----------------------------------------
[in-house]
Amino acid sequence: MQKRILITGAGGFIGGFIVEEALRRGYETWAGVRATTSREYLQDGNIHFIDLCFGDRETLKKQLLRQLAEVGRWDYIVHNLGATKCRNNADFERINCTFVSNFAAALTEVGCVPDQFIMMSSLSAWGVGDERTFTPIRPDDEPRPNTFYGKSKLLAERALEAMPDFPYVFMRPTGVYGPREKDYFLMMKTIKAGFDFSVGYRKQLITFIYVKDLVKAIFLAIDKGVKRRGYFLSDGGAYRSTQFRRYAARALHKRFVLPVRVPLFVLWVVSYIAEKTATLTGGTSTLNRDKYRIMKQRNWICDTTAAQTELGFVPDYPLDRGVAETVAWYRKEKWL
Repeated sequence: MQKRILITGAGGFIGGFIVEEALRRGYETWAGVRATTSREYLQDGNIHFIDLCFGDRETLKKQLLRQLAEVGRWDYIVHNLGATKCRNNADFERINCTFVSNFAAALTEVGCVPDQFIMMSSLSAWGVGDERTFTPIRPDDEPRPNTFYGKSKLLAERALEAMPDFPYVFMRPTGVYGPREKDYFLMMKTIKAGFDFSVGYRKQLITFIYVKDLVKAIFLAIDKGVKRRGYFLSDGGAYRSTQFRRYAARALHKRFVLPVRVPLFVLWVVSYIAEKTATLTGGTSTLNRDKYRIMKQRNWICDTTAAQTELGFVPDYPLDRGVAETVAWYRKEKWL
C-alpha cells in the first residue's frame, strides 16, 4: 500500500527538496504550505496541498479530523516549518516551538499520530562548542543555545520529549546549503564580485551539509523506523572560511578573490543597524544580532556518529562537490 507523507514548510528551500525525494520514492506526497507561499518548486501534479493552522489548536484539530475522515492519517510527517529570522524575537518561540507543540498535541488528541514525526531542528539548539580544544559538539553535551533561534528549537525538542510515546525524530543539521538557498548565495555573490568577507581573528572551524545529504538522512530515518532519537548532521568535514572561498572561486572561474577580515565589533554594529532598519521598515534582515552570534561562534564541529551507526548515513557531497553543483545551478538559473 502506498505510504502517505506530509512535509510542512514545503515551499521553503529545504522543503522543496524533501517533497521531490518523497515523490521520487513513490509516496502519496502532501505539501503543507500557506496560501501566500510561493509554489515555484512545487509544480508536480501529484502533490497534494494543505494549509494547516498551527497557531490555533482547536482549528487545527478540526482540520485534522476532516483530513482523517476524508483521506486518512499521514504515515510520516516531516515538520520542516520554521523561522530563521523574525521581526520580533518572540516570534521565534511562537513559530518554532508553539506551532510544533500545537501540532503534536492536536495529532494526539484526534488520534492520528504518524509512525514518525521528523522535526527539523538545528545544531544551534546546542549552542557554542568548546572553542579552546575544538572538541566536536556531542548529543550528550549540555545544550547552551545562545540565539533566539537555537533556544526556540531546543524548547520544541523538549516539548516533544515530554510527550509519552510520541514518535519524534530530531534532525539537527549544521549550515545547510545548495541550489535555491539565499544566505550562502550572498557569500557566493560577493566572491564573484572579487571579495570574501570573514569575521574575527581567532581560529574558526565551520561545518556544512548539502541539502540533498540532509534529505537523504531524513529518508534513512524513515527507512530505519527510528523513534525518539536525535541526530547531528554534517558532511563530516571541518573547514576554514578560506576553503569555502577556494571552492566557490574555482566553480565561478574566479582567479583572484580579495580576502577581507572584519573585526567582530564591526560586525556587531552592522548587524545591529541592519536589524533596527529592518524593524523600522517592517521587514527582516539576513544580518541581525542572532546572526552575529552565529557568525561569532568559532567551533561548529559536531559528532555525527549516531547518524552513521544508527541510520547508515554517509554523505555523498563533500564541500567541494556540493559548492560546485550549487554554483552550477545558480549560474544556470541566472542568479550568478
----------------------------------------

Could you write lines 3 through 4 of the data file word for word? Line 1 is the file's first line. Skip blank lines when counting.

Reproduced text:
Repeated sequence: MQKRILITGAGGFIGGFIVEEALRRGYETWAGVRATTSREYLQDGNIHFIDLCFGDRETLKKQLLRQLAEVGRWDYIVHNLGATKCRNNADFERINCTFVSNFAAALTEVGCVPDQFIMMSSLSAWGVGDERTFTPIRPDDEPRPNTFYGKSKLLAERALEAMPDFPYVFMRPTGVYGPREKDYFLMMKTIKAGFDFSVGYRKQLITFIYVKDLVKAIFLAIDKGVKRRGYFLSDGGAYRSTQFRRYAARALHKRFVLPVRVPLFVLWVVSYIAEKTATLTGGTSTLNRDKYRIMKQRNWICDTTAAQTELGFVPDYPLDRGVAETVAWYRKEKWL
C-alpha cells in the first residue's frame, strides 16, 4: 500500500527538496504550505496541498479530523516549518516551538499520530562548542543555545520529549546549503564580485551539509523506523572560511578573490543597524544580532556518529562537490 507523507514548510528551500525525494520514492506526497507561499518548486501534479493552522489548536484539530475522515492519517510527517529570522524575537518561540507543540498535541488528541514525526531542528539548539580544544559538539553535551533561534528549537525538542510515546525524530543539521538557498548565495555573490568577507581573528572551524545529504538522512530515518532519537548532521568535514572561498572561486572561474577580515565589533554594529532598519521598515534582515552570534561562534564541529551507526548515513557531497553543483545551478538559473 502506498505510504502517505506530509512535509510542512514545503515551499521553503529545504522543503522543496524533501517533497521531490518523497515523490521520487513513490509516496502519496502532501505539501503543507500557506496560501501566500510561493509554489515555484512545487509544480508536480501529484502533490497534494494543505494549509494547516498551527497557531490555533482547536482549528487545527478540526482540520485534522476532516483530513482523517476524508483521506486518512499521514504515515510520516516531516515538520520542516520554521523561522530563521523574525521581526520580533518572540516570534521565534511562537513559530518554532508553539506551532510544533500545537501540532503534536492536536495529532494526539484526534488520534492520528504518524509512525514518525521528523522535526527539523538545528545544531544551534546546542549552542557554542568548546572553542579552546575544538572538541566536536556531542548529543550528550549540555545544550547552551545562545540565539533566539537555537533556544526556540531546543524548547520544541523538549516539548516533544515530554510527550509519552510520541514518535519524534530530531534532525539537527549544521549550515545547510545548495541550489535555491539565499544566505550562502550572498557569500557566493560577493566572491564573484572579487571579495570574501570573514569575521574575527581567532581560529574558526565551520561545518556544512548539502541539502540533498540532509534529505537523504531524513529518508534513512524513515527507512530505519527510528523513534525518539536525535541526530547531528554534517558532511563530516571541518573547514576554514578560506576553503569555502577556494571552492566557490574555482566553480565561478574566479582567479583572484580579495580576502577581507572584519573585526567582530564591526560586525556587531552592522548587524545591529541592519536589524533596527529592518524593524523600522517592517521587514527582516539576513544580518541581525542572532546572526552575529552565529557568525561569532568559532567551533561548529559536531559528532555525527549516531547518524552513521544508527541510520547508515554517509554523505555523498563533500564541500567541494556540493559548492560546485550549487554554483552550477545558480549560474544556470541566472542568479550568478